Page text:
Latest 2016 election polls: Here's who's leading between Hillary Clinton and Donald Trump

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Donald Trump has narrowed the gap with Hillary Clinton. But there is debate about how much the presidential race has tightened.

Among the four presidential candidates,RealClearPolitics puts Clinton ahead of Trump by less than one point, within the margin-of-error. But HuffPost Pollster gives Clinton a three-point lead. Both models show Trump closer to Clinton than he was a month ago. But he gets no more than forty percent of the vote in either projection.

Related: Hillary Clinton on the trail after pneumonia

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Hillary Clinton campaigning after pneumonia
U.S. Democratic presidential candidate Hillary Clinton gives a thumbs up as she boards her campaign plane in White Plains, New York, United States September 15, 2016, to resume her campaign schedule following a bout with pneumonia. REUTERS/Brian Snyder TPX IMAGES OF THE DAY
U.S. Democratic presidential candidate Hillary Clinton boards her campaign plane in White Plains, New York, United States September 15, 2016, to resume her campaign schedule following a bout with pneumonia. REUTERS/Brian Snyder
U.S. Democratic presidential candidate Hillary Clinton pauses while speaking at a campaign rally in Greensboro, North Carolina, United States, September 15, 2016, after she resumed her campaign schedule following a bout with pneumonia. REUTERS/Brian Snyder
U.S. Democratic presidential candidate Hillary Clinton pauses while speaking at a campaign rally in Greensboro, North Carolina, United States, September 15, 2016, after she resumed her campaign schedule following a bout with pneumonia. REUTERS/Brian Snyder
U.S. Democratic presidential candidate Hillary Clinton waves after speaking at the Congressional Hispanic Caucus Institute's 39th Annual Gala Dinner in Washington, DC, U.S. September 15, 2016. REUTERS/Brian Snyder
U.S. Democratic presidential candidate Hillary Clinton speaks at the Congressional Hispanic Caucus Institute's 39th Annual Gala Dinner in Washington, DC, U.S. September 15, 2016. REUTERS/Brian Snyder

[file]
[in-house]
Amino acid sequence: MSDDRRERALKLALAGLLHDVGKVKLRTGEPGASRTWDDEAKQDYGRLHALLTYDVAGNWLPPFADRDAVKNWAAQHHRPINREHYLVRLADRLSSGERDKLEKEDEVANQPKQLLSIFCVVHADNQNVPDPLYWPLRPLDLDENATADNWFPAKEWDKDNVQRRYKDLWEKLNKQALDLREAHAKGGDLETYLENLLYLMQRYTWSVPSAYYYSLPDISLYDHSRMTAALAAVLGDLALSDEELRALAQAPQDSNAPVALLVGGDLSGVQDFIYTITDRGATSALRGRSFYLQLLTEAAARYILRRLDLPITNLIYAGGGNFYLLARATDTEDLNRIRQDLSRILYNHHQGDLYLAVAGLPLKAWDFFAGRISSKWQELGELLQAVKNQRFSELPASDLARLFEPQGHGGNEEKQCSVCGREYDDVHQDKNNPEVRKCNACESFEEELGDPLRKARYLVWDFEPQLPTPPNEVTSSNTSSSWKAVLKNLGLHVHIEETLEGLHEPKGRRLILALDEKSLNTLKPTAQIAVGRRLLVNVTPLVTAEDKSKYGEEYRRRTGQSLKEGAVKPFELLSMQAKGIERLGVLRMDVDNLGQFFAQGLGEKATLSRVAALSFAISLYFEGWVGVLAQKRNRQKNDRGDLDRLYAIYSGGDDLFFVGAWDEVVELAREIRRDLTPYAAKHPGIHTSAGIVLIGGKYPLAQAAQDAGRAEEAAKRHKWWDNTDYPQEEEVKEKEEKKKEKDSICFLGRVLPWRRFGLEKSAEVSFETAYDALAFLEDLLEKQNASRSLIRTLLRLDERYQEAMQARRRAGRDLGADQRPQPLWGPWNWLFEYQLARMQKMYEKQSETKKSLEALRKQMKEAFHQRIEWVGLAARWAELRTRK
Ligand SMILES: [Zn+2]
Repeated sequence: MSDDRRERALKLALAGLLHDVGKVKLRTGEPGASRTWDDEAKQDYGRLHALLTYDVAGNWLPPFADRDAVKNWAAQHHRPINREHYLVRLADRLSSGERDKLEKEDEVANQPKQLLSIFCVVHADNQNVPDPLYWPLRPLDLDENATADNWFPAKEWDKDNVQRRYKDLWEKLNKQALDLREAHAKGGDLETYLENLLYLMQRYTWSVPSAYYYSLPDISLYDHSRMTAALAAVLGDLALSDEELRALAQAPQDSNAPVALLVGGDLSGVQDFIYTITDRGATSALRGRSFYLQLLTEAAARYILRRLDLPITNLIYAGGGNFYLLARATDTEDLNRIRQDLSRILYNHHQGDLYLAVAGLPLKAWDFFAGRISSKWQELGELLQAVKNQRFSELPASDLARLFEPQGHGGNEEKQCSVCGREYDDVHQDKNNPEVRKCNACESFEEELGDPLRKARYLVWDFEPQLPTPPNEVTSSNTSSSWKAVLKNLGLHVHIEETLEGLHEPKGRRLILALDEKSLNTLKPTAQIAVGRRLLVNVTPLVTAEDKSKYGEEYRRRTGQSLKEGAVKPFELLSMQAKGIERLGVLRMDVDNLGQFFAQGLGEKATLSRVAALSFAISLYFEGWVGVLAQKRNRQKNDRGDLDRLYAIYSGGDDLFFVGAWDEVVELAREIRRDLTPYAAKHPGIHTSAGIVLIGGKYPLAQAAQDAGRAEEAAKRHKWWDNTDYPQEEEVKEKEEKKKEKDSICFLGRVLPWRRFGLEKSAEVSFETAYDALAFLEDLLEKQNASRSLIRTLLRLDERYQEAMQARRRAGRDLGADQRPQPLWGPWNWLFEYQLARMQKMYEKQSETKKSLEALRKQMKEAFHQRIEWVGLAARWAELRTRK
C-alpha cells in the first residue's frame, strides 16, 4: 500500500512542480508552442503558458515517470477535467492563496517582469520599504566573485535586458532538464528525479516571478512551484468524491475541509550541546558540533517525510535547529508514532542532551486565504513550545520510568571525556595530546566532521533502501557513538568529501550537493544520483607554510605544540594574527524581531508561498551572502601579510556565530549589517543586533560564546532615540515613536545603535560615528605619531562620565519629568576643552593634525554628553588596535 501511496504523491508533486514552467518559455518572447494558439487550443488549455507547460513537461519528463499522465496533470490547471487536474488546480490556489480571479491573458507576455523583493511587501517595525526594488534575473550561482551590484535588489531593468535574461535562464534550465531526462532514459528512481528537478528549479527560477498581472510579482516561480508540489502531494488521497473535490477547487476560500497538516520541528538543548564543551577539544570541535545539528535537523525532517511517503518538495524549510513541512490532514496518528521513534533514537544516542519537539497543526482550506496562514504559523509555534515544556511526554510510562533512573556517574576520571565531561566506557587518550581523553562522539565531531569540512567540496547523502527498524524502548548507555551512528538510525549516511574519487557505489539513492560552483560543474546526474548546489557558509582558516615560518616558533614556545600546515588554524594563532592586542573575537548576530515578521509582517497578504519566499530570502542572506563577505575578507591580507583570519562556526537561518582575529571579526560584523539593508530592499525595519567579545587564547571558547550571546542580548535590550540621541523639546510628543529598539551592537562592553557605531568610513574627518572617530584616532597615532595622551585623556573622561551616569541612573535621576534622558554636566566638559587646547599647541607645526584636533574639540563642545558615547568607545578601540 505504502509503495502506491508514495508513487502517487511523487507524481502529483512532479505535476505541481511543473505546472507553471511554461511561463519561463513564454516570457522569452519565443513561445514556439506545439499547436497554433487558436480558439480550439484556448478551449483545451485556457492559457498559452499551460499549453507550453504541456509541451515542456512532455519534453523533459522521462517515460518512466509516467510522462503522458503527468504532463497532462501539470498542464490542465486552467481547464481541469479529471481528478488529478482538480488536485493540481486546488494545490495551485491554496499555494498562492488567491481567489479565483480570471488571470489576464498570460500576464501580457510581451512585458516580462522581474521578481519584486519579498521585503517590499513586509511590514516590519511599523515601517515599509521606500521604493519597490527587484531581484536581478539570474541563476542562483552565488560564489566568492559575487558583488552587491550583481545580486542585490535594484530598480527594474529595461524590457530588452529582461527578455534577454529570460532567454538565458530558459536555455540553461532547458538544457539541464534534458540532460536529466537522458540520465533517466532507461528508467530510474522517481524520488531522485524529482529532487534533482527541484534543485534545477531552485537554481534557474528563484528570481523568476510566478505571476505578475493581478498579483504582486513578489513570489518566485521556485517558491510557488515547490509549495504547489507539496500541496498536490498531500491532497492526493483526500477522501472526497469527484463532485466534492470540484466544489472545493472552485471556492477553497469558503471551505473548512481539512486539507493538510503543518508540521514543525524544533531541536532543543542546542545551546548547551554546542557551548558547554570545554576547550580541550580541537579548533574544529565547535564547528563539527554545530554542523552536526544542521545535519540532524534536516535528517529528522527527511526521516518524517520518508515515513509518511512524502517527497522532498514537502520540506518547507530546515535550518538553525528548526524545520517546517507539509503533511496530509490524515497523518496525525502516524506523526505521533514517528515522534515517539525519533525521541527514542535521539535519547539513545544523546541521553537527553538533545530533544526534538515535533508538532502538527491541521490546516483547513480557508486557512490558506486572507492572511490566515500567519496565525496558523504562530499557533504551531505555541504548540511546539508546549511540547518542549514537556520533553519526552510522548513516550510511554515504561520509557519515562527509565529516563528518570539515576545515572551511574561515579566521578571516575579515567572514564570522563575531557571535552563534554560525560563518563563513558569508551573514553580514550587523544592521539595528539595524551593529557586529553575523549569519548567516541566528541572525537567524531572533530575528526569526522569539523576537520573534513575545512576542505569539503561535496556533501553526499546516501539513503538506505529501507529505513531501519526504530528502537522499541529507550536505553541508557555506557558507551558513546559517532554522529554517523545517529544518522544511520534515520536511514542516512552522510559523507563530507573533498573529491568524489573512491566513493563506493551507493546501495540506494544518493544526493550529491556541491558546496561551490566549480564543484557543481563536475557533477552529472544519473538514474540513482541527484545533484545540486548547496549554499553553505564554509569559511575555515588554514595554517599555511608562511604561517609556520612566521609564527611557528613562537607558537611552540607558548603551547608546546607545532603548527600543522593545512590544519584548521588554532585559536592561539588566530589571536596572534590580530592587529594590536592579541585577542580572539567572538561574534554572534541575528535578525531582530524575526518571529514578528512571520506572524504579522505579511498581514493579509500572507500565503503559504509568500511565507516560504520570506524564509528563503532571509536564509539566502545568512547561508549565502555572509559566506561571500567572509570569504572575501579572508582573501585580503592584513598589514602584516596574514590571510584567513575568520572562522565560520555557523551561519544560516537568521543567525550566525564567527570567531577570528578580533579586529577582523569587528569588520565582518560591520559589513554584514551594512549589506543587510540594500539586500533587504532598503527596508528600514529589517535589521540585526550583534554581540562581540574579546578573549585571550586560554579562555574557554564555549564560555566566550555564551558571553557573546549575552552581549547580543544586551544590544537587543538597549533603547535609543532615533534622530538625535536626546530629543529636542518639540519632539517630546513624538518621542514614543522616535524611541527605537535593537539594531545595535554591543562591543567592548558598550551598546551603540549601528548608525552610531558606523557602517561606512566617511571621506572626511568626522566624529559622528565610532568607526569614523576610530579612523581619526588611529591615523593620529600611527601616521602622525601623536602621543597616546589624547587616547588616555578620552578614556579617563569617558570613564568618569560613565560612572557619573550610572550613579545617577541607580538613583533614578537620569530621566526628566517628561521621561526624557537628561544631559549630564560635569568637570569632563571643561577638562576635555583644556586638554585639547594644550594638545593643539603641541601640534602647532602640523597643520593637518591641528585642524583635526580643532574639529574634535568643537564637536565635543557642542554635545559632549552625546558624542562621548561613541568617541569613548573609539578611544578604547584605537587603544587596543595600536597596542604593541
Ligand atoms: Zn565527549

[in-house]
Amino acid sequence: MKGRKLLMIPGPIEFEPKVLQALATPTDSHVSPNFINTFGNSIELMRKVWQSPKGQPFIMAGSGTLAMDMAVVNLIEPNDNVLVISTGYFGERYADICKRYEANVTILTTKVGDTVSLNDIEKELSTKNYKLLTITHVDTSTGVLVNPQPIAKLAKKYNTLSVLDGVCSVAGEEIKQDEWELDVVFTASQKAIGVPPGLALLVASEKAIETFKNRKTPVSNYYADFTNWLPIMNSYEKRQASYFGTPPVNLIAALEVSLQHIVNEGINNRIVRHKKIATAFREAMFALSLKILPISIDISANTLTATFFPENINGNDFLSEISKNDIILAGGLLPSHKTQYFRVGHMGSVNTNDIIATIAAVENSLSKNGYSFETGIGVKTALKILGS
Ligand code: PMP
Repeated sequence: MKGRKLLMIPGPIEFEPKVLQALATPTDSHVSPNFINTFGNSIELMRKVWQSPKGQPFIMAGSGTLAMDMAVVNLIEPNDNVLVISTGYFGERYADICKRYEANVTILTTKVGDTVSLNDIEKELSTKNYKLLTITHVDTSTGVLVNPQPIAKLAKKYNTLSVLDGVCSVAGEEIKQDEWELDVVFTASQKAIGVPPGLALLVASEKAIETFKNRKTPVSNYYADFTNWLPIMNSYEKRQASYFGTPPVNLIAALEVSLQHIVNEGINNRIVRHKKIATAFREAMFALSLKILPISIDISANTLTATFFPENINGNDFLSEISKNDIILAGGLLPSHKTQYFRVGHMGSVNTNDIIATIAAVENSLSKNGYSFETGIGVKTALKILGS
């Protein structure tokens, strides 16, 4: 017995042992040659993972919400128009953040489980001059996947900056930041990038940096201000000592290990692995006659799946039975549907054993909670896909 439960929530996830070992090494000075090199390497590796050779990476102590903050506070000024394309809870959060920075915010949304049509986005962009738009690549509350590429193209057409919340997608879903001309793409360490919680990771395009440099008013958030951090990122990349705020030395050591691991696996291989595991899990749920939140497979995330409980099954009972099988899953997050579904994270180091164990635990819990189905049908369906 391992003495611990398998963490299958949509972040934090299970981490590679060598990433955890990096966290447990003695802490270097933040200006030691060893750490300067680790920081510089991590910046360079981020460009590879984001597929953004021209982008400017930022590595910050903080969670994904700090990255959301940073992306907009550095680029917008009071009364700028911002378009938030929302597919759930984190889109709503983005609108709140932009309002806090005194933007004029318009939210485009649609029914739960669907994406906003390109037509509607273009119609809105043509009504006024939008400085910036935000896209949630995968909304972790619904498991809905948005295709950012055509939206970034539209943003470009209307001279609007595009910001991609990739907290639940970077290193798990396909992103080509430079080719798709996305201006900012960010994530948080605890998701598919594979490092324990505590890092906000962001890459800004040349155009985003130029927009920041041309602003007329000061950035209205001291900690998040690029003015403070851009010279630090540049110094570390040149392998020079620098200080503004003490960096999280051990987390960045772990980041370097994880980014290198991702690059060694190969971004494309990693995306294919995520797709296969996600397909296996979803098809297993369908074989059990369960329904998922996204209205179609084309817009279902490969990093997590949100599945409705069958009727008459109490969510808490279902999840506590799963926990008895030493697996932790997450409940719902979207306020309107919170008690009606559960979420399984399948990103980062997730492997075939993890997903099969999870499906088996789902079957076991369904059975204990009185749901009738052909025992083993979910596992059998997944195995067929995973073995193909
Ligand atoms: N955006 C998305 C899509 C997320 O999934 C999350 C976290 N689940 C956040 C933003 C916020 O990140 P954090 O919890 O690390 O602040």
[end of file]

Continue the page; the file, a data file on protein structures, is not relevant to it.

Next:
U.S. Democratic presidential candidate Hillary Clinton speaks at the Black Women's Agenda Annual Symposium in Washington, U.S., September 16, 2016. REUTERS/Carlos Barria
U.S. Democratic presidential candidate Hillary Clinton waves as she boards her campaign plane in Washington, U.S., September 16, 2016. REUTERS/Carlos Barria
Democratic nominee Hillary Clinton reacts as she receives the CBC Trailblazer Award during the Congressional Black Caucus Foundation's Phoenix Awards Dinner at the Washington convention center in Washington, U.S., September 17, 2016. REUTERS/Carlos Barria
Democratic nominee Hillary Clinton speaks at the Congressional Black Caucus Foundation's Phoenix Awards Dinner in Washington, U.S., September 17, 2016. REUTERS/Yuri Gripas
U.S. Democratic presidential candidate Hillary Clinton speaks to the media before boarding her campaign plane at the Westchester County airport in White Plains, New York, U.S. September 19, 2016. REUTERS/Carlos Barria
Democratic nominee Hillary Clinton talks to reporters about the explosion in Chelsea neighborhood of Manhattan, New York, as she arrives at the Westchester County airport in White Plains, U.S., September 17, 2016. REUTERS/Carlos Barria
U.S. Democratic presidential candidate Hillary Clinton attends a bilateral meeting with Egypt's President Abdel Fattah el-Sisi (R) at a hotel in New York, U.S. September 19, 2016. REUTERS/Carlos Barria
U.S. Democratic presidential candidate Hillary Clinton meets with Japan's Prime Minister Shinzo Abe at a hotel in New York, U.S. September 19, 2016. REUTERS/Carlos Barria
U.S. Democratic presidential candidate Hillary Clinton attends a bilateral meeting with Ukraine's President Petro Poroshenko (R) at a hotel in New York, U.S. September 19, 2016. REUTERS/Carlos Barria
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Beneath the narrowing of national polls, strange signals have emerged at the state level. Across the country, Clinton is competitive in traditionally Republican strongholds. Meanwhile, Trump could steal electoral votes from Clinton in places Barack Obama won in both his election victories.

Trump barely leads in must-win Ohio, but appears to have a chance at winning Iowa and Nevada. Obama won all three in 2012. But Clinton is competitive in Georgia — a state Mitt Romney won by eight points — and is close to Trump in North Carolina. Losing either state would doom Trump's chance of an electoral college victory.

Since 1984, Georgia has gone red every presidential cycle — except for when Bill Clinton won the state in 1992. A Clinton pickup of the state would be a major shift in the electoral map.

Many state polls also exclude Gary Johnson and Jill Stein. National polling shows the Libertarian and Green party candidates may peel millions of votes away from the two-party candidates. But because pollsters do not consistently include the third party candidates, it is difficult to gauge what impact Johnson or Stein may be having in any particular state.

A recent Fox News poll showed Johnson and Stein underperforming their national averages in swing states. But because these polls are not consistent, the trends in support are less reliable. According to RealClearPolitics, national surveys peg Johnson and Stein at 8.8 and 2.8 percent support.

The takeaway: The race has tightened and, unlike in the past, Trump's support does not seem artificial. But polling still gives Clinton an edge. With a clear majority of voters likely to tune in, all eyes will be on the polls following Clinton and Trump's first debate.

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